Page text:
By Danielle Blondin
The first thing that you’ll think about Alexandra Cardinale, assistant director of Admissions at Fitchburg State University, is that she’s about 110 percent Italian. If she is laughing, you can hear her no matter where you are in the Admissions office, and most of the time that’s enough to get you laughing, too. She’s exuberant – a people person. The second thing that you’ll notice is that she must get that from her father. You may not know Cardinale, but there’s a pretty good chance that you do know her father, Stephen DiNatale, current state representative and Fitchburg mayoral candidate, who won 68 percent of the vote in the preliminary election on Sept. 21.
Cardinale’s new last name is the first indication that she’s almost as busy as her father. She’s gotten married and finished up her master’s degree within the last year, while simultaneously occupying a seat on the board of directors for Fitchburg Access Television and the Fitchburg Alumni Association. Like both of her parents, Cardinale is a proud graduate of Fitchburg State. However, that wasn’t always the case. “I did not want to come here,” she laughs, “but my parents dragged me, and I fell in love with it.” Such is the story with many Fitchburg State students, it seems. “My parents never let us feed into the ‘Dirtyburg’ thing, because that’s not Fitchburg. They taught us to be proud of Fitchburg, and to promote it when we can,” she said. “Be proud of it, and educate people who might have a misconception. Working here, I’m able to do that, and I think my dad is proud.”
As impressive as Cardinale’s resume is, she is only one of the two successful DiNatale children. Her older brother, Marcus, is a financial analyst and consultant – and also the backbone of their father’s campaign. “Marcus eats, drinks, sleeps, and breathes politics,” says Cardinale. “He’s instrumental in my dad’s campaign.” Although Marcus DiNatale did not attend Fitchburg State or study sociology like his father, he did follow in his father’s footsteps straight to the city counselor seat. Marcus DiNatale is a counselor-at- large, meaning he is one of several individuals who oversee the entire city of Fitchburg. But behind the scenes, he’s the brains of his father’s campaign website and Facebook page and an integral part of the structure of the campaign itself. “Marcus sees black and white,” Cardinale laughs, “while I’m all about the gray area.” Sure enough, her undergraduate degree is in communications media.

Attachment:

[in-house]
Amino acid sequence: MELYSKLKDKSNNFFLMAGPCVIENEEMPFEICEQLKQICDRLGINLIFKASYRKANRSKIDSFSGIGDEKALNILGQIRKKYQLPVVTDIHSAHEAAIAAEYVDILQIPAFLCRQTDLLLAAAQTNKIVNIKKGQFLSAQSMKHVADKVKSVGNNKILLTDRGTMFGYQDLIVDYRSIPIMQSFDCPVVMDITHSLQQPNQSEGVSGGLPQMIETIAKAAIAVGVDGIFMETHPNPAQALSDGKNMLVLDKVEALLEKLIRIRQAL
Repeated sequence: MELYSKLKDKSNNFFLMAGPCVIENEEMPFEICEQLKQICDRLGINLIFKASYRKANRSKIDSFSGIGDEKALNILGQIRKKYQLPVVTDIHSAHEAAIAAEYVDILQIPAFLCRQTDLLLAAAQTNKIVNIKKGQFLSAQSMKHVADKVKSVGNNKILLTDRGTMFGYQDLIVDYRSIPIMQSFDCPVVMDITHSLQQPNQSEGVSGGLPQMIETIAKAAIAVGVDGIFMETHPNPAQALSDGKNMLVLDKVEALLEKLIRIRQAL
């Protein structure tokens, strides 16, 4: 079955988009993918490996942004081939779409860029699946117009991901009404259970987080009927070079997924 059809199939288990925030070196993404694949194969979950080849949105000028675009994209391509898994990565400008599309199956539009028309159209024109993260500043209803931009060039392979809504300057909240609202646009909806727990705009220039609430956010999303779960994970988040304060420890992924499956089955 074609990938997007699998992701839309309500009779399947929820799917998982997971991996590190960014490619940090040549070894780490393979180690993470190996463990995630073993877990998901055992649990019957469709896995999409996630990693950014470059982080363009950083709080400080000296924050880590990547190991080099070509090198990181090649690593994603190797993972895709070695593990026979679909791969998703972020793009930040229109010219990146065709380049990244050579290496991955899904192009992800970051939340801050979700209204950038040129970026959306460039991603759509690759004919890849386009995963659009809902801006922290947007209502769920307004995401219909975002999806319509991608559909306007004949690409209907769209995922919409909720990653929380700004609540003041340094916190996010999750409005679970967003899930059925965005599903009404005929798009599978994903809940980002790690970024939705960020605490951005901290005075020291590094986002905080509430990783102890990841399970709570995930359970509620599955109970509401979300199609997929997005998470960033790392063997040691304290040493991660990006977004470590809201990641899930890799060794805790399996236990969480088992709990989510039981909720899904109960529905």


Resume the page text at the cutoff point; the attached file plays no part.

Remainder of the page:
So, will Cardinale be running for city counselor? Or state representative? Or mayor? “No,” she says with a chuckle, “the politics of politics is why I don’t have any interest in it. People can’t separate personal from political anymore.” If she had little interest before this mayoral election began, she certainly has none left now that it is under way. Stephen DiNatale has run unopposed for the state representative seat for the past nine years, which is why this election – now with three opponents – has been particularly rough. “Something we really didn’t have to deal with before was scrutiny from other camps; social media brings things to another level,” Cardinale explains. “There’s plenty of forums with people’s opinions out there, some which are particularly nasty. That’s been really hard. People tell me not to read it, but how could I not?”
One could argue that Cardinale inherited her father’s personality and people skills by way of “nature,” but, according to her, “nurture” had a lot to do with it, too. “He was at every single football and field hockey game. Anything that was important to us, he did not miss,” Cardinale noted. “He was always a real presence.” But while he was always a presence for his family, he was – and is – also a presence for Fitchburg, she said. “It’s pretty hard for him to go anywhere now,” she laughs. “I had lunch with him and my mom yesterday and he ran into someone he knew; he didn’t sit down with us for probably 10 minutes.” But this is nothing new. “When I was in high school, people would see my name and ask if we were related. As a young person I thought it was really cool,” Cardinale recalls. The influence that her father has had on both his family and his beloved Fitchburg is evident here, but Cardinale is convinced that her mother, Joanne, a teacher of 40 years, has a lot to do with her father’s passion. “He calls my mom ‘Mrs. Fitchburg’ because she really loves this city,” she says, “and she’s probably the reason why he loves it so much, too.” Stephen and Joanne DiNatale both attended Fitchburg State, met in Fitchburg, and haven’t lived anywhere else since. Cardinale, although she lives right next door in Leominster, says that it is as far from Fitchburg as she will go. “We wanted to be close, and they wanted us close too,” she shares. “We’re a close family and we have a strong love for this city.”